Despite retailers spending significant sums on Corporate Social Responsibility (CSR) and other related initiatives little progress is being made in terms of developing substantive improvements in working conditions for production workers. Two key weaknesses can be identified which operate on different levels:
- First, at the level of production, CSR initiatives have been criticised for being little more than a ‘sticking plaster’ and for being more about protection of corporate reputations than really improving the conditions of workers.
- Secondly, and the main focus of this report, is that while such initiatives may be well meaning, they are aimed at treating the symptoms of the problem rather than tackling the underlying causes: the very nature of the business model.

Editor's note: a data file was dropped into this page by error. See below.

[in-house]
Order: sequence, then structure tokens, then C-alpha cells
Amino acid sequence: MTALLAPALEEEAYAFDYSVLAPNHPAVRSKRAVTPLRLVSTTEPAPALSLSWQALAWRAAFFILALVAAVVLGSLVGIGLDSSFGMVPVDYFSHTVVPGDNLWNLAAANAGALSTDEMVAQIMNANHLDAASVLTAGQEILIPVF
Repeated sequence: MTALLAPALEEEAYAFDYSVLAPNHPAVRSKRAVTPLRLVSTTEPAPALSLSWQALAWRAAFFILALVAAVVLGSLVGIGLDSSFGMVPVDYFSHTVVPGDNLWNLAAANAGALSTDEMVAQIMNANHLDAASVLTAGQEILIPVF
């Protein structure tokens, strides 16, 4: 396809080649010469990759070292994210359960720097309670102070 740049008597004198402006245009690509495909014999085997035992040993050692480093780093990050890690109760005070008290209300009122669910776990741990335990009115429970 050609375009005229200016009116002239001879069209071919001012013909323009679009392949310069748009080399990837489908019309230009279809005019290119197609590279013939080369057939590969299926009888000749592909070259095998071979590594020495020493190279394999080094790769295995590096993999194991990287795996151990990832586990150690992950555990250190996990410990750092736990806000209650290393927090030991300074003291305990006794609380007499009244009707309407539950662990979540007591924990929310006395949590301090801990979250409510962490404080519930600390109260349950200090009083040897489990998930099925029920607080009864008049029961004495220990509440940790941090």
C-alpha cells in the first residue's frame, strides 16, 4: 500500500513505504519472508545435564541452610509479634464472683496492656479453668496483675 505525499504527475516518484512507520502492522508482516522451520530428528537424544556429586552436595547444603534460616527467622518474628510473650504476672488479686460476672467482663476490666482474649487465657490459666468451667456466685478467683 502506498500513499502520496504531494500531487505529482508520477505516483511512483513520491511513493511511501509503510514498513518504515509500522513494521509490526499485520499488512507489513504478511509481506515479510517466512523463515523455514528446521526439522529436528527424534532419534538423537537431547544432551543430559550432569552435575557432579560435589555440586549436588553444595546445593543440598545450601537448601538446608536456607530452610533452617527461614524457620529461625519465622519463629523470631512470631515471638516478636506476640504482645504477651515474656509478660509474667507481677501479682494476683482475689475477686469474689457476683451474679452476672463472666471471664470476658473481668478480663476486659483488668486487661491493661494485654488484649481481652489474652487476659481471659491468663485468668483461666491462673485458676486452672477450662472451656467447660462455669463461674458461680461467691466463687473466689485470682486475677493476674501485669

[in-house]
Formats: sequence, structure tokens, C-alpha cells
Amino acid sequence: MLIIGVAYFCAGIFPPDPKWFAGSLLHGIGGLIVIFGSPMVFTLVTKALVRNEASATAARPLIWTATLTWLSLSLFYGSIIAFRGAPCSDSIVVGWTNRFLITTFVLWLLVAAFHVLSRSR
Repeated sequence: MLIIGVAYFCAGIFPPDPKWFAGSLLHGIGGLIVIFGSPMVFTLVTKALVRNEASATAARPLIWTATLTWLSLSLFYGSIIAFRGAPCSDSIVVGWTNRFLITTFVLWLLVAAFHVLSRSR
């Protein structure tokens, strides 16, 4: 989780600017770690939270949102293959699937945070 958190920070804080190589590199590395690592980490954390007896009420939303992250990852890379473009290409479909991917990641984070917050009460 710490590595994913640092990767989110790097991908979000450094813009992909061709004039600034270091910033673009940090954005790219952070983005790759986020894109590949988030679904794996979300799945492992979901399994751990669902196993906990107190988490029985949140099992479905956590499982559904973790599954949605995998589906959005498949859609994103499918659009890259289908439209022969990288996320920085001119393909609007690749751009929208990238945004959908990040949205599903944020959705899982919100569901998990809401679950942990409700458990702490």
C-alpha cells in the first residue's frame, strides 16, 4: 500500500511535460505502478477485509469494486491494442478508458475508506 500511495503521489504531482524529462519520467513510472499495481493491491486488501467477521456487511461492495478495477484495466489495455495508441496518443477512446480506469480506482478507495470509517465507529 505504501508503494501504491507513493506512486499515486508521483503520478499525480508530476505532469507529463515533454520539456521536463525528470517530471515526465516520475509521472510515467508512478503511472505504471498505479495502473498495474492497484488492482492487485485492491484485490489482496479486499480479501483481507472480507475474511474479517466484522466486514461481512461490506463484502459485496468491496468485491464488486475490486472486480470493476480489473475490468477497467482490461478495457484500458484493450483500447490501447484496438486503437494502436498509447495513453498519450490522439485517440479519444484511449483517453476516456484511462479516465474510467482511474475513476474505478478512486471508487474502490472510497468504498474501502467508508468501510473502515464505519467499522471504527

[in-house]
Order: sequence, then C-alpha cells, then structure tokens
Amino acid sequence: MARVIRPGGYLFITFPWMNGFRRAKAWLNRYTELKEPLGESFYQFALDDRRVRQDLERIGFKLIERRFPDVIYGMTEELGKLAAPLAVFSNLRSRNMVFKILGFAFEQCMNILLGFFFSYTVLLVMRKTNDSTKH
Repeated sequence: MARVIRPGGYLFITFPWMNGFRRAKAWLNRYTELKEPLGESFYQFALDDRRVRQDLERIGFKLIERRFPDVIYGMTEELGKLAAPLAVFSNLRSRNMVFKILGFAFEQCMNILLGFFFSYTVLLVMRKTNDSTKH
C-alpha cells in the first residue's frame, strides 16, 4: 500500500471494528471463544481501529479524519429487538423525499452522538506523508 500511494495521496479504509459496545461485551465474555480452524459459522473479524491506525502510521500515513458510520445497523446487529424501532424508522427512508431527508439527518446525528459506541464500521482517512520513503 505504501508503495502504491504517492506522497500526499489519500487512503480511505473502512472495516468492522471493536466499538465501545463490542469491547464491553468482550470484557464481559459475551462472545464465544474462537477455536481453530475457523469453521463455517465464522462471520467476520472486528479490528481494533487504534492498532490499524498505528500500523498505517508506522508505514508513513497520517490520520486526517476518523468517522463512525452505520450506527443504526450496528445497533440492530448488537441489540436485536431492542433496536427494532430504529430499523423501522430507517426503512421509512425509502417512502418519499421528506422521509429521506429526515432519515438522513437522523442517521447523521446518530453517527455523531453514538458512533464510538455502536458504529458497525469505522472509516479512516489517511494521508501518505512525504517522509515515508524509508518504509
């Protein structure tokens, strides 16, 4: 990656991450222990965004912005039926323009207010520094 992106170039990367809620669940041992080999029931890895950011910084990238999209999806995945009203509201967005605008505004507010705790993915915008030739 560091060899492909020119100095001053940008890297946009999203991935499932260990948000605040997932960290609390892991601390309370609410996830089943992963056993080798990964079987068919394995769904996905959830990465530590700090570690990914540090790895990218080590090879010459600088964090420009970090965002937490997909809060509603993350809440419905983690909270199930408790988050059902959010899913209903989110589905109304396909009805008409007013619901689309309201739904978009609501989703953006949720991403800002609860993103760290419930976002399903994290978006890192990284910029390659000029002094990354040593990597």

This report is aimed at opening up a new front of discussion that looks at how business models create these downward pressures on labour standards and argues that until such models are changed the problems with the CSR approach will persist. As will be discussed, the ways in which the business models might change can differ greatly, but until the models change the problems will persist. The report, focusing on the apparel and food sectors, thus has two objectives:
1. To understand how flaws in prevailing business models create systemic downward pressures on workers’ rights;
2. To identify opportunities for Business Model Innovation and draw lessons from these.
For the full report, please click here.